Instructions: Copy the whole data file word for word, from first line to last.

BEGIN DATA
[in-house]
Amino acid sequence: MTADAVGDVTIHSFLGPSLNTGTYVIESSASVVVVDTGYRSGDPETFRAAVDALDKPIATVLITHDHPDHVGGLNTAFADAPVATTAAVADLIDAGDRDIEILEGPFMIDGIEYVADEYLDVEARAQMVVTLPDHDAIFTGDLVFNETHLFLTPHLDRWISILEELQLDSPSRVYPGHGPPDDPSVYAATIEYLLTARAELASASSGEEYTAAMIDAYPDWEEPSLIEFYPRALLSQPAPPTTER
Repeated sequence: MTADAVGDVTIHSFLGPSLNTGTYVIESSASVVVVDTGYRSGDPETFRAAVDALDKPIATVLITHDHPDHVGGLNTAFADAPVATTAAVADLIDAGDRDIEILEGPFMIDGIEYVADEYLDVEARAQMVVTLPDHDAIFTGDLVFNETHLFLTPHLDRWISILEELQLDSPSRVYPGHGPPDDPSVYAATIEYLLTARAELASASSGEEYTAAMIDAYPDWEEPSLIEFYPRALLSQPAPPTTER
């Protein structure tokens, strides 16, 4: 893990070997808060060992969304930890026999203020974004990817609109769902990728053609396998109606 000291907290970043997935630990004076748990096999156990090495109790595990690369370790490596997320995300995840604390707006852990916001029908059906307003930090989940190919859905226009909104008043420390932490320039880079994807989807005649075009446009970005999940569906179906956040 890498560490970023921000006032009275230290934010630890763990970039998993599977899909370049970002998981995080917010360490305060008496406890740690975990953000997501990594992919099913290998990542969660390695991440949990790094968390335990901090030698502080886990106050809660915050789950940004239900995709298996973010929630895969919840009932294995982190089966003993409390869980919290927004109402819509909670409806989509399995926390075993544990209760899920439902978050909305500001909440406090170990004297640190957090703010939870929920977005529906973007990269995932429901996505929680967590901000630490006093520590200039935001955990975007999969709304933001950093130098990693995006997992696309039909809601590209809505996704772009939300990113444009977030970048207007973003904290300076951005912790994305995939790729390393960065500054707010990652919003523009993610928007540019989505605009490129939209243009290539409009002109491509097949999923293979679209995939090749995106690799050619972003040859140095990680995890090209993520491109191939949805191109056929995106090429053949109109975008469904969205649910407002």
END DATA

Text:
[in-house]
Amino acid sequence: MTADAVGDVTIHSFLGPSLNTGTYVIESSASVVVVDTGYRSGDPETFRAAVDALDKPIATVLITHDHPDHVGGLNTAFADAPVATTAAVADLIDAGDRDIEILEGPFMIDGIEYVADEYLDVEARAQMVVTLPDHDAIFTGDLVFNETHLFLTPHLDRWISILEELQLDSPSRVYPGHGPPDDPSVYAATIEYLLTARAELASASSGEEYTAAMIDAYPDWEEPSLIEFYPRALLSQPAPPTTER
Repeated sequence: MTADAVGDVTIHSFLGPSLNTGTYVIESSASVVVVDTGYRSGDPETFRAAVDALDKPIATVLITHDHPDHVGGLNTAFADAPVATTAAVADLIDAGDRDIEILEGPFMIDGIEYVADEYLDVEARAQMVVTLPDHDAIFTGDLVFNETHLFLTPHLDRWISILEELQLDSPSRVYPGHGPPDDPSVYAATIEYLLTARAELASASSGEEYTAAMIDAYPDWEEPSLIEFYPRALLSQPAPPTTER
């Protein structure tokens, strides 16, 4: 893990070997808060060992969304930890026999203020974004990817609109769902990728053609396998109606 000291907290970043997935630990004076748990096999156990090495109790595990690369370790490596997320995300995840604390707006852990916001029908059906307003930090989940190919859905226009909104008043420390932490320039880079994807989807005649075009446009970005999940569906179906956040 890498560490970023921000006032009275230290934010630890763990970039998993599977899909370049970002998981995080917010360490305060008496406890740690975990953000997501990594992919099913290998990542969660390695991440949990790094968390335990901090030698502080886990106050809660915050789950940004239900995709298996973010929630895969919840009932294995982190089966003993409390869980919290927004109402819509909670409806989509399995926390075993544990209760899920439902978050909305500001909440406090170990004297640190957090703010939870929920977005529906973007990269995932429901996505929680967590901000630490006093520590200039935001955990975007999969709304933001950093130098990693995006997992696309039909809601590209809505996704772009939300990113444009977030970048207007973003904290300076951005912790994305995939790729390393960065500054707010990652919003523009993610928007540019989505605009490129939209243009290539409009002109491509097949999923293979679209995939090749995106690799050619972003040859140095990680995890090209993520491109191939949805191109056929995106090429053949109109975008469904969205649910407002």